Jeff had done a great job cleaning up the pipe as usual. He reamed the pipe with a PipNet reamer and cut back the cake back to the bare briar. He cleaned up the walls with a Savinelli Fitsall Pipe Knife. He scrubbed the interior of the bowl and shank with pipe cleaners, cotton swabs and alcohol to remove the tars and oils. He scrubbed the exterior of the pipe with Murphy’s Oil Soap and a tooth brush to remove the grime from the finish. He worked on the rim top lava and darkening with the soap and tooth brush. He scrubbed the inside of the stem with alcohol and pipe cleaners. He scrubbed the exterior with Soft Scrub and then soaked it in Before & After Deoxidizer. He washed it off with warm water to remove the deoxidizer. The pipe looked far better when it arrived.    I took some close up photos of the rim top and also of the stem surface. I wanted to show how well it had cleaned up. The rim top photo shows some heavy damage on the right top and inner edge. There is also damage on the front inner edge. The sandblast on the rim top is virtually destroyed. It will take some work to rebuild and refinish it. I also took close up photos of the stem to show the deep tooth marks on the surface near the button.I took a photo of the stamping on the underside of the shank. You can see that it is stamped as noted above. It is faint but readable.I took the pipe apart and took a photo of the pipe. It is a good looking pipe and has an interesting shallow sandblast on the bowl.I started my work on the pipe by repairing the damage on the inner edge and rim top. I rebuilt the inner edge and the rim top damage with clear CA glue and briar dust. I put the glue in place and used a dental spatula to apply the briar dust on top of the glue. I layered it on until I was looking far better.  I wrapped a dowel with 220 grit sandpaper (virtually the same diameter as the chamber of the bowl). I inserted it in the bowl and turned it until the edge was round again. I worked on the inner edge itself with a folded piece of sandpaper to give the rim edge a slight bevel. That took care of the damaged edge very well. The photos below tell the story.  With the edge and top cleaned up it was time to try to match the rim top to the sandblast finish on the bowl. I used my Dremel with the two dental burs shown in the photo below. I carefully attempted to make it look like a light blast. When I got it to the point I was happy I stained it with an Oak and a Cherry stain pen. I intermix the streaks of both pens to approximate the colour of the briar on the bowl sides. I touched up some of the spots that showed up in the photo above with a Black Sharpie Pen to further blend it in. I worked some Before & After Restoration Balm into the surface of the briar with my fingertips and a horse hair shoe brush to clean, enliven and protect the briar. I let the balm sit for 15 minutes and then buffed with a cotton cloth to raise the shine. The photos show the bowl at this point in the restoration process. I set the bowl aside and turned my attention to the stem. I “painted” the stem with the flame of a Bic lighter to lift the dents. I forgot to take photos of the process. However it worked very well and I was able to lift them significantly. What remained I filled in with Black Super Glue and sprayed with an accelerator to keep it from running everywhere. I set the stem aside to cure. Once the repair cured I smooth out the repair and recut the edge of the button with a small file. I sanded the stem with 220 grit sandpaper to blend the repairs into the rest of the stem. I started polishing it with 400 grit wet dry sandpaper.    I polished the stem with micromesh sanding pads – wet sanding with 1500-12000 grit sanding pads. I wiped it down after each sanding pad with Obsidian Oil. I polished it with Before & After Pipe Stem Polish – both Fine and Extra Fine.      I am excited to finish this Peterson’s Kapruf 62 Billiard, Made in Ireland. I put the pipe back together and buffed it with Blue Diamond on the buffing wheel. I gave the bowl multiple coats of Conservator’s Wax and the stem multiple coats of carnauba wax. I buffed the pipe with a clean buffing pad to raise the shine and hand buffed it with a microfibre cloth to deepen the shine. It is fun to see what the polished smooth rim top and the sandblast bowl looks like with the black vulcanite taper stem. This Classic looking Peterson’s Kapruf Sandblast Billiard feels great in my hand. It is light and well balanced. Have a look at it with the photos below. The dimensions are Length: 5 ½ inches, Height: 1 ¾ inches, Outside diameter of the bowl: 1 ¼  inches, Chamber diameter: ¾ of an inch. The weight of the pipe is 36grams/1.27oz. It is a beautiful pipe and one that is already sold, or as Dal calls it “commissioned”. The gentleman who asked for it has the first right of refusal. Thanks for walking through the restoration with me as I worked over this pipe. Thanks to each of you who are reading this blog.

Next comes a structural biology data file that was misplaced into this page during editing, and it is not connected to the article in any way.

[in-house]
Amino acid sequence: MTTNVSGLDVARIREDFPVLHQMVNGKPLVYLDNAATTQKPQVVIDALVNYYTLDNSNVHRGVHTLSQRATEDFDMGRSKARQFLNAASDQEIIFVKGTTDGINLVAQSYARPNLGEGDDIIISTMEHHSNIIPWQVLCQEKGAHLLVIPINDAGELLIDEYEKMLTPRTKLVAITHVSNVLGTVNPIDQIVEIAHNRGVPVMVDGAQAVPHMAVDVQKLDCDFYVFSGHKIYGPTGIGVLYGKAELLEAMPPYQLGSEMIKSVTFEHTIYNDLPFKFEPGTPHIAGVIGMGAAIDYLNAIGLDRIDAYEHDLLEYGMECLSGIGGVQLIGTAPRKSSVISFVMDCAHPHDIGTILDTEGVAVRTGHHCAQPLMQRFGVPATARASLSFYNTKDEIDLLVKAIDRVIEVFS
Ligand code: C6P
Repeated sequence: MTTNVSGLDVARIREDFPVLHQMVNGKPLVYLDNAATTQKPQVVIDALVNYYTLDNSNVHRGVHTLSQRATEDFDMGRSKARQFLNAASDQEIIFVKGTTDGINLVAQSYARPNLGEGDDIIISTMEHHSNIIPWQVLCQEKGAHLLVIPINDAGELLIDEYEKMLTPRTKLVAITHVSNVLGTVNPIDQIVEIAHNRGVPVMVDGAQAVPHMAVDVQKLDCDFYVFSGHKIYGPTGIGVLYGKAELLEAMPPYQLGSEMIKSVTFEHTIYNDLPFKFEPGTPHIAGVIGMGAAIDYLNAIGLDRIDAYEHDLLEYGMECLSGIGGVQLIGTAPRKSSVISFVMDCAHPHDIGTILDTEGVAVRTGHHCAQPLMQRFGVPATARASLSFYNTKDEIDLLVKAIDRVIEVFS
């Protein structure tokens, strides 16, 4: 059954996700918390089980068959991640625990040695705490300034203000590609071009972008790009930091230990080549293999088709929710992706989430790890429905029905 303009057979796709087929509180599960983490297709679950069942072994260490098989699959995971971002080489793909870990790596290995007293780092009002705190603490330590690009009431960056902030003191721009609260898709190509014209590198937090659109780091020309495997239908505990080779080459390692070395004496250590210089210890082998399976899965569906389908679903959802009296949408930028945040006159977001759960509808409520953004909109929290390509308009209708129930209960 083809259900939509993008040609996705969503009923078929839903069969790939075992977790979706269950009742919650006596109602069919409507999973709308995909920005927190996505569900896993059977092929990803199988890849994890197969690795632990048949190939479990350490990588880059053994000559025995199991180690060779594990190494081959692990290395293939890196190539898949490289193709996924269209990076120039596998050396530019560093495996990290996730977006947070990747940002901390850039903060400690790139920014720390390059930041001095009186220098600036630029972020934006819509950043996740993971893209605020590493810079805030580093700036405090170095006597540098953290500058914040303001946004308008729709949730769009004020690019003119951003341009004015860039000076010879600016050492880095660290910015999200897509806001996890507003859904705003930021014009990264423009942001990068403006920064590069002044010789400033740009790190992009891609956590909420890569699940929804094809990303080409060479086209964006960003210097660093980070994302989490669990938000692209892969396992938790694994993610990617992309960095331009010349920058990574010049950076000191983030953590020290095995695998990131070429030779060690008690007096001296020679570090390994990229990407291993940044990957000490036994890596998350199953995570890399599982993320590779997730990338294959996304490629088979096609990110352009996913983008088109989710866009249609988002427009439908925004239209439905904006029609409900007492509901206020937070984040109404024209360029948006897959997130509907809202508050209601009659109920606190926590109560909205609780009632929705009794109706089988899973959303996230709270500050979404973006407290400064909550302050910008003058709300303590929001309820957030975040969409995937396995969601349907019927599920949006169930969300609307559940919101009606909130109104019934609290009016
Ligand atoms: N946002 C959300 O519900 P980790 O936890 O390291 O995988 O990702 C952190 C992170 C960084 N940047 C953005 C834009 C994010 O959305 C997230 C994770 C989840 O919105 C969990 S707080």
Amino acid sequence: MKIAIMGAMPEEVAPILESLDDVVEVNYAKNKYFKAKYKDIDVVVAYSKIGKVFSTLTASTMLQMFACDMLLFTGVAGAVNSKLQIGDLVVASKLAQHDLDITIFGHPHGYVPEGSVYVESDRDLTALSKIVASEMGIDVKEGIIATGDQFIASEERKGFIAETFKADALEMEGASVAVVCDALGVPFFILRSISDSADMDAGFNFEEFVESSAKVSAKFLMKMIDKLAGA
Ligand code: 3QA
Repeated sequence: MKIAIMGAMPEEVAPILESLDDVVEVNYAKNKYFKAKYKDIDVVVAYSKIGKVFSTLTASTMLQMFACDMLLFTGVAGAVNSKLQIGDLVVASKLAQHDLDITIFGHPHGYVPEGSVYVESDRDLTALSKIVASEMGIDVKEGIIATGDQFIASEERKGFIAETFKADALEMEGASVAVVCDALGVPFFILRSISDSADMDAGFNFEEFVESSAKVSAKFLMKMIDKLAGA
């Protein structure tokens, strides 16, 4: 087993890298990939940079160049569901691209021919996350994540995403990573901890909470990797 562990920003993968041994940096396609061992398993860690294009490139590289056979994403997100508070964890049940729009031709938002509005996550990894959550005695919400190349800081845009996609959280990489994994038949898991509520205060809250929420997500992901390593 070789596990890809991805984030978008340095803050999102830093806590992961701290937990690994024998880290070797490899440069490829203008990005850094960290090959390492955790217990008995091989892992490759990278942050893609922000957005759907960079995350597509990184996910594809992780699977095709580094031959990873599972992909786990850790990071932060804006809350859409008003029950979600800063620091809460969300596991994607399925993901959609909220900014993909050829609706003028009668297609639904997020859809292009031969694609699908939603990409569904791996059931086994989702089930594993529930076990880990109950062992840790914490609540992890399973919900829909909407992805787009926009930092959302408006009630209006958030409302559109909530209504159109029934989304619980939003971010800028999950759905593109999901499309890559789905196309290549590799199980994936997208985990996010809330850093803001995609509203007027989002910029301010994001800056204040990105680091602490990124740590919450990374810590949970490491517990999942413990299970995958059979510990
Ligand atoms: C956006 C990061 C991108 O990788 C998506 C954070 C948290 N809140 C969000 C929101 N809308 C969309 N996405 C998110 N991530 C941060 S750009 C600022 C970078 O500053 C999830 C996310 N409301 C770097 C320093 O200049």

Extending the Life of a Hard Used Kaywoodie Bulldog